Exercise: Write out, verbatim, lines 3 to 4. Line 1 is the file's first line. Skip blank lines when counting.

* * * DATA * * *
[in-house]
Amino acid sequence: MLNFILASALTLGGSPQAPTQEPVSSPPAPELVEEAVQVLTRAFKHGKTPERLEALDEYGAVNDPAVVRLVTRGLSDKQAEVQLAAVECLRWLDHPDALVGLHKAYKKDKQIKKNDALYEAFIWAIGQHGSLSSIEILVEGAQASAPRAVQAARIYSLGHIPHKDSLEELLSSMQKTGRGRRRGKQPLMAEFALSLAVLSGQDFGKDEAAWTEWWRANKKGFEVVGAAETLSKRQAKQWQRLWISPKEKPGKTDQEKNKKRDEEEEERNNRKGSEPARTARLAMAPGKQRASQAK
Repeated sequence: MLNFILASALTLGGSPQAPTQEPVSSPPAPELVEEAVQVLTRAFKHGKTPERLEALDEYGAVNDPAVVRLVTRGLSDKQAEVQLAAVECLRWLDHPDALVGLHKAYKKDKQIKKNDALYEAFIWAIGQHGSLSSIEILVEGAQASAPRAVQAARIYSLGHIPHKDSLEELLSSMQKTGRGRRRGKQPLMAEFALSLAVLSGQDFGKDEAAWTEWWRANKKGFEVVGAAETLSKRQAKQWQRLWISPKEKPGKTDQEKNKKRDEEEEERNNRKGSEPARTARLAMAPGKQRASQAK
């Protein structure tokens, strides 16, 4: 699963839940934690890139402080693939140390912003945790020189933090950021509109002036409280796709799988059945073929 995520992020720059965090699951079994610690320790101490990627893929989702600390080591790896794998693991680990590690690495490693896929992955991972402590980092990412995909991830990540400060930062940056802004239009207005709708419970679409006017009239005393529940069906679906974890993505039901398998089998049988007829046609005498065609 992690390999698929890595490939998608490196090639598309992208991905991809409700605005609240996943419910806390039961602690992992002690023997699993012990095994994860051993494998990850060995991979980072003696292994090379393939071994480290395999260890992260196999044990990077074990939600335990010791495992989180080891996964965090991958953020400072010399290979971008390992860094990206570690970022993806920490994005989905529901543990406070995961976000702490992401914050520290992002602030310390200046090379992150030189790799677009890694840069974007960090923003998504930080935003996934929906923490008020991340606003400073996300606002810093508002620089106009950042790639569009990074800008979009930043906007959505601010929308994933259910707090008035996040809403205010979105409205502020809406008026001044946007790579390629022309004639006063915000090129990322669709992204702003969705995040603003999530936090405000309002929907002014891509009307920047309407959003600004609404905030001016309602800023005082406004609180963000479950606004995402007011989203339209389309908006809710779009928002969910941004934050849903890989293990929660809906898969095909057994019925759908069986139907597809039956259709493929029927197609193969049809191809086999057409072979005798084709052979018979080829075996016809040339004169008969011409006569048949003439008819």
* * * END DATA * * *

Repeated sequence: MLNFILASALTLGGSPQAPTQEPVSSPPAPELVEEAVQVLTRAFKHGKTPERLEALDEYGAVNDPAVVRLVTRGLSDKQAEVQLAAVECLRWLDHPDALVGLHKAYKKDKQIKKNDALYEAFIWAIGQHGSLSSIEILVEGAQASAPRAVQAARIYSLGHIPHKDSLEELLSSMQKTGRGRRRGKQPLMAEFALSLAVLSGQDFGKDEAAWTEWWRANKKGFEVVGAAETLSKRQAKQWQRLWISPKEKPGKTDQEKNKKRDEEEEERNNRKGSEPARTARLAMAPGKQRASQAK
């Protein structure tokens, strides 16, 4: 699963839940934690890139402080693939140390912003945790020189933090950021509109002036409280796709799988059945073929 995520992020720059965090699951079994610690320790101490990627893929989702600390080591790896794998693991680990590690690495490693896929992955991972402590980092990412995909991830990540400060930062940056802004239009207005709708419970679409006017009239005393529940069906679906974890993505039901398998089998049988007829046609005498065609 992690390999698929890595490939998608490196090639598309992208991905991809409700605005609240996943419910806390039961602690992992002690023997699993012990095994994860051993494998990850060995991979980072003696292994090379393939071994480290395999260890992260196999044990990077074990939600335990010791495992989180080891996964965090991958953020400072010399290979971008390992860094990206570690970022993806920490994005989905529901543990406070995961976000702490992401914050520290992002602030310390200046090379992150030189790799677009890694840069974007960090923003998504930080935003996934929906923490008020991340606003400073996300606002810093508002620089106009950042790639569009990074800008979009930043906007959505601010929308994933259910707090008035996040809403205010979105409205502020809406008026001044946007790579390629022309004639006063915000090129990322669709992204702003969705995040603003999530936090405000309002929907002014891509009307920047309407959003600004609404905030001016309602800023005082406004609180963000479950606004995402007011989203339209389309908006809710779009928002969910941004934050849903890989293990929660809906898969095909057994019925759908069986139907597809039956259709493929029927197609193969049809191809086999057409072979005798084709052979018979080829075996016809040339004169008969011409006569048949003439008819």